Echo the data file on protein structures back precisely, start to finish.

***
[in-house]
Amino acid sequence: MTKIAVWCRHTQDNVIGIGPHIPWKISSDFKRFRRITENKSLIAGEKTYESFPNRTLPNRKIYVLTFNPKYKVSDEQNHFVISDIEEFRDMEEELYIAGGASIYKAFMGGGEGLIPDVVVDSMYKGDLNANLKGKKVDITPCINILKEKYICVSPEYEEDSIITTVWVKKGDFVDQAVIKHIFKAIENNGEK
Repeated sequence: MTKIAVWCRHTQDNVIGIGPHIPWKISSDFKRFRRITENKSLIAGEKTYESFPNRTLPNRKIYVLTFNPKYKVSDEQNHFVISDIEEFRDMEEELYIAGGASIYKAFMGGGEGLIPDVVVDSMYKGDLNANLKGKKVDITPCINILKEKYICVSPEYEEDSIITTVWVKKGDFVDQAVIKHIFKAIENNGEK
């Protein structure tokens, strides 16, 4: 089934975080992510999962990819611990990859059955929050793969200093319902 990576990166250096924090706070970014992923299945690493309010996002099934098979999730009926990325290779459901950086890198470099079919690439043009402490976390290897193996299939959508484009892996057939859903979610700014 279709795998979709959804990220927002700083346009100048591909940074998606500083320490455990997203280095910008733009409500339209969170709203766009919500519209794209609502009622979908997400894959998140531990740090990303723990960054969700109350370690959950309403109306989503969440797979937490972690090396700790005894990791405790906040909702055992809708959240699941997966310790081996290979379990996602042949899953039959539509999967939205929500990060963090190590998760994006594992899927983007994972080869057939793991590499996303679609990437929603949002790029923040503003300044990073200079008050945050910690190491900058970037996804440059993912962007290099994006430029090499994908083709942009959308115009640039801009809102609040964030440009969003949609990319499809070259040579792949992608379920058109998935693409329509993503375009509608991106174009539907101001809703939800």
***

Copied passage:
[in-house]
Amino acid sequence: MTKIAVWCRHTQDNVIGIGPHIPWKISSDFKRFRRITENKSLIAGEKTYESFPNRTLPNRKIYVLTFNPKYKVSDEQNHFVISDIEEFRDMEEELYIAGGASIYKAFMGGGEGLIPDVVVDSMYKGDLNANLKGKKVDITPCINILKEKYICVSPEYEEDSIITTVWVKKGDFVDQAVIKHIFKAIENNGEK
Repeated sequence: MTKIAVWCRHTQDNVIGIGPHIPWKISSDFKRFRRITENKSLIAGEKTYESFPNRTLPNRKIYVLTFNPKYKVSDEQNHFVISDIEEFRDMEEELYIAGGASIYKAFMGGGEGLIPDVVVDSMYKGDLNANLKGKKVDITPCINILKEKYICVSPEYEEDSIITTVWVKKGDFVDQAVIKHIFKAIENNGEK
């Protein structure tokens, strides 16, 4: 089934975080992510999962990819611990990859059955929050793969200093319902 990576990166250096924090706070970014992923299945690493309010996002099934098979999730009926990325290779459901950086890198470099079919690439043009402490976390290897193996299939959508484009892996057939859903979610700014 279709795998979709959804990220927002700083346009100048591909940074998606500083320490455990997203280095910008733009409500339209969170709203766009919500519209794209609502009622979908997400894959998140531990740090990303723990960054969700109350370690959950309403109306989503969440797979937490972690090396700790005894990791405790906040909702055992809708959240699941997966310790081996290979379990996602042949899953039959539509999967939205929500990060963090190590998760994006594992899927983007994972080869057939793991590499996303679609990437929603949002790029923040503003300044990073200079008050945050910690190491900058970037996804440059993912962007290099994006430029090499994908083709942009959308115009640039801009809102609040964030440009969003949609990319499809070259040579792949992608379920058109998935693409329509993503375009509608991106174009539907101001809703939800």